France has inaugurated Emmanuel Macron as its new president at Elysee Palace in Paris.
France has seen a large police presence since declaring a state of emergency following a number of terrorist attacks. In addition to the threat of terrorism, there have been large-scale protests over the presidential election, with many people unhappy with both candidates on offer in the second round – centrist Macron and anti-establishment Marine Le Pen, the leader of France’s National Front.
RT asked human rights activist Yasser Louati whether Macron could hail in a new era for France.
In his view, “there is nothing new with this president – only a fresh face for a dirty old boutique.”
“The new president was not even elected by the majority of voters and, among those who voted for him, 60 percent voted for him because they had no other alternative. So, Emanuel Macron is president by default not by adherence,” he explained.
Voter turnout for this French presidential election was the lowest in decades, with many abstaining or spoiling their ballots.
Louati explained that this was due to a “growing defiance towards our political elite and further disconnect from those who rule the country and those who are being ruled.”
Macron’s predecessor, France’s unpopular President Francois Hollande, had “kept only 44 per cent of his promises,” said the activist.
“People are fed up and sick and tired of being lied to. [Politicians] come, make promises, get elected by default, and then apply policies that work for the rich and powerful,” Louati said, adding that it’s unlikely that anything will change under President Macron.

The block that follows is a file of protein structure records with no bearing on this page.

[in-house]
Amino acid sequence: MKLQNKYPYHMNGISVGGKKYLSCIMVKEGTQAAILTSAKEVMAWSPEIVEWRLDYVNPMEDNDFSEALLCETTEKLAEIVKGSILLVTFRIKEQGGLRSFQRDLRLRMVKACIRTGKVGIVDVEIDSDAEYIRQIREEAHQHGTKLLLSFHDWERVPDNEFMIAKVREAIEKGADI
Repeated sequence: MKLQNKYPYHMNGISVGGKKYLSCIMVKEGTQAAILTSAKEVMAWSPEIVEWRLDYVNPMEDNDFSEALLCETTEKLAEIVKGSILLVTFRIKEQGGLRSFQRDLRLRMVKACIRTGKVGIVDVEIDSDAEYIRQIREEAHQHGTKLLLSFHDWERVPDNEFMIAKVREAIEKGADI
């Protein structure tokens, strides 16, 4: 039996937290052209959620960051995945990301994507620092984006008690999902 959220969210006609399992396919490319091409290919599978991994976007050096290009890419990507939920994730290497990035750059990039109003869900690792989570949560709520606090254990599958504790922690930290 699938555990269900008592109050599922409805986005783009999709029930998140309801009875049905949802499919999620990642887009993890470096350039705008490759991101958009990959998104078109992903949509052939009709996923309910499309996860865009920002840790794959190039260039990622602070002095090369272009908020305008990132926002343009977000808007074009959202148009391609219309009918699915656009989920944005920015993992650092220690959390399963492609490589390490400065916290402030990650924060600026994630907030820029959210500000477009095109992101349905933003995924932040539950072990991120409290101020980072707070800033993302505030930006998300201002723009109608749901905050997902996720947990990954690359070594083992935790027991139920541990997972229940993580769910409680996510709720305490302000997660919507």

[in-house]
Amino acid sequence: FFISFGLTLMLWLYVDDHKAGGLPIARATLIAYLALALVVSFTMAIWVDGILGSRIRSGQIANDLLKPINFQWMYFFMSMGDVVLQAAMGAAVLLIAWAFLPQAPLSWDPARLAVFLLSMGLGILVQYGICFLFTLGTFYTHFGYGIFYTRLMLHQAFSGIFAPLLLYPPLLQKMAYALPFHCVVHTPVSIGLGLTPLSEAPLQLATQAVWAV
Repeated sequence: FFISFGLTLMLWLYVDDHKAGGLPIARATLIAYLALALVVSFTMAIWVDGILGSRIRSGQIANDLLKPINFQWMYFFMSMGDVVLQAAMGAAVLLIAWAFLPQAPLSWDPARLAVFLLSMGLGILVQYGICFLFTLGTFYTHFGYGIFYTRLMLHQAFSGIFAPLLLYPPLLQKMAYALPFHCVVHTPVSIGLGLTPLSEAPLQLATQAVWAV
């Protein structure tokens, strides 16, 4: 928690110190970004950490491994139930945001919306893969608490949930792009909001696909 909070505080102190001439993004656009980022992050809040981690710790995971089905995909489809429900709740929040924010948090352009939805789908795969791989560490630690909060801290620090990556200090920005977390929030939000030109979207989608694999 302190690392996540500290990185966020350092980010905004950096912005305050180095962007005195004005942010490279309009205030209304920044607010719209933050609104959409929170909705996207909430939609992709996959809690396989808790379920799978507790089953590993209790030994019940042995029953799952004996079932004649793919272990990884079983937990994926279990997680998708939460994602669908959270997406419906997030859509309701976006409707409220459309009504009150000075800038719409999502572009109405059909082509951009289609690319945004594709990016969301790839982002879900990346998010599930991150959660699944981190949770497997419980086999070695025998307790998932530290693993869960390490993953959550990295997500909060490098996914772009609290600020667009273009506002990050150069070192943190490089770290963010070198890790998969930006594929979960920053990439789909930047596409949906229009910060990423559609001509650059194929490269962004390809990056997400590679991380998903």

“Emanuel Macron is only the latest child of this… despised political system. One of the dangerous measures that he has called for is for him to rule by executive orders throughout the summer in order to bypass unions and any opposition during the summer vacation. That tells us that the upcoming months will be high tense in France and there is no sign of appeasement when it comes to social and economic policies,” he concluded.
Human rights lawyer Hosni Maati says that, in some sense, France is, in fact, standing before a new era, as Macron is the Fifth Republic’s youngest president ever.
He is an ambitious young man eager to take action, he told RT, but added that, now that Macron’s program is known, it’s clear that France is going to see “the continuity of what President Hollande tried to do without success.”
The statements, views and opinions expressed in this column are solely those of the author and do not necessarily represent those of RT.